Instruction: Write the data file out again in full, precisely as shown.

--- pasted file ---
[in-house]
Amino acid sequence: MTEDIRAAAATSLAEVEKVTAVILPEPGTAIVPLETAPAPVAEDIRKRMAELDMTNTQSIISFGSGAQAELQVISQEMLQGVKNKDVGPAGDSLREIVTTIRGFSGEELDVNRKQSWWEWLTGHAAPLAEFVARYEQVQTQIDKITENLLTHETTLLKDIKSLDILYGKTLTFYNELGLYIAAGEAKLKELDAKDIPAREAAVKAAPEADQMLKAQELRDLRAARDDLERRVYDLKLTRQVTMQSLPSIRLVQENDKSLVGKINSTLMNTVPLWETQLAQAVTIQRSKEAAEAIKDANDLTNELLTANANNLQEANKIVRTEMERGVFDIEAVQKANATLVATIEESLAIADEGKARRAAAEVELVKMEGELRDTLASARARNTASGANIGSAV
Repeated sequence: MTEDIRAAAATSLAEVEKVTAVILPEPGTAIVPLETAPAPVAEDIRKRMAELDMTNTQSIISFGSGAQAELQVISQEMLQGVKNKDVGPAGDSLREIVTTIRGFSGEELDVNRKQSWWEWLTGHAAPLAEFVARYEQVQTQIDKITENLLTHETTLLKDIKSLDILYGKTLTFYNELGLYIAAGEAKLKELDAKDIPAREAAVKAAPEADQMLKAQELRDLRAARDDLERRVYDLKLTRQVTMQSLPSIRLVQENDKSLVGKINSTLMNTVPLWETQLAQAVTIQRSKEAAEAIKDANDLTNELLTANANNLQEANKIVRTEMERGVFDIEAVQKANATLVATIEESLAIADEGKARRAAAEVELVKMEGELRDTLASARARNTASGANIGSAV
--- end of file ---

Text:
[in-house]
Amino acid sequence: MTEDIRAAAATSLAEVEKVTAVILPEPGTAIVPLETAPAPVAEDIRKRMAELDMTNTQSIISFGSGAQAELQVISQEMLQGVKNKDVGPAGDSLREIVTTIRGFSGEELDVNRKQSWWEWLTGHAAPLAEFVARYEQVQTQIDKITENLLTHETTLLKDIKSLDILYGKTLTFYNELGLYIAAGEAKLKELDAKDIPAREAAVKAAPEADQMLKAQELRDLRAARDDLERRVYDLKLTRQVTMQSLPSIRLVQENDKSLVGKINSTLMNTVPLWETQLAQAVTIQRSKEAAEAIKDANDLTNELLTANANNLQEANKIVRTEMERGVFDIEAVQKANATLVATIEESLAIADEGKARRAAAEVELVKMEGELRDTLASARARNTASGANIGSAV
Repeated sequence: MTEDIRAAAATSLAEVEKVTAVILPEPGTAIVPLETAPAPVAEDIRKRMAELDMTNTQSIISFGSGAQAELQVISQEMLQGVKNKDVGPAGDSLREIVTTIRGFSGEELDVNRKQSWWEWLTGHAAPLAEFVARYEQVQTQIDKITENLLTHETTLLKDIKSLDILYGKTLTFYNELGLYIAAGEAKLKELDAKDIPAREAAVKAAPEADQMLKAQELRDLRAARDDLERRVYDLKLTRQVTMQSLPSIRLVQENDKSLVGKINSTLMNTVPLWETQLAQAVTIQRSKEAAEAIKDANDLTNELLTANANNLQEANKIVRTEMERGVFDIEAVQKANATLVATIEESLAIADEGKARRAAAEVELVKMEGELRDTLASARARNTASGANIGSAV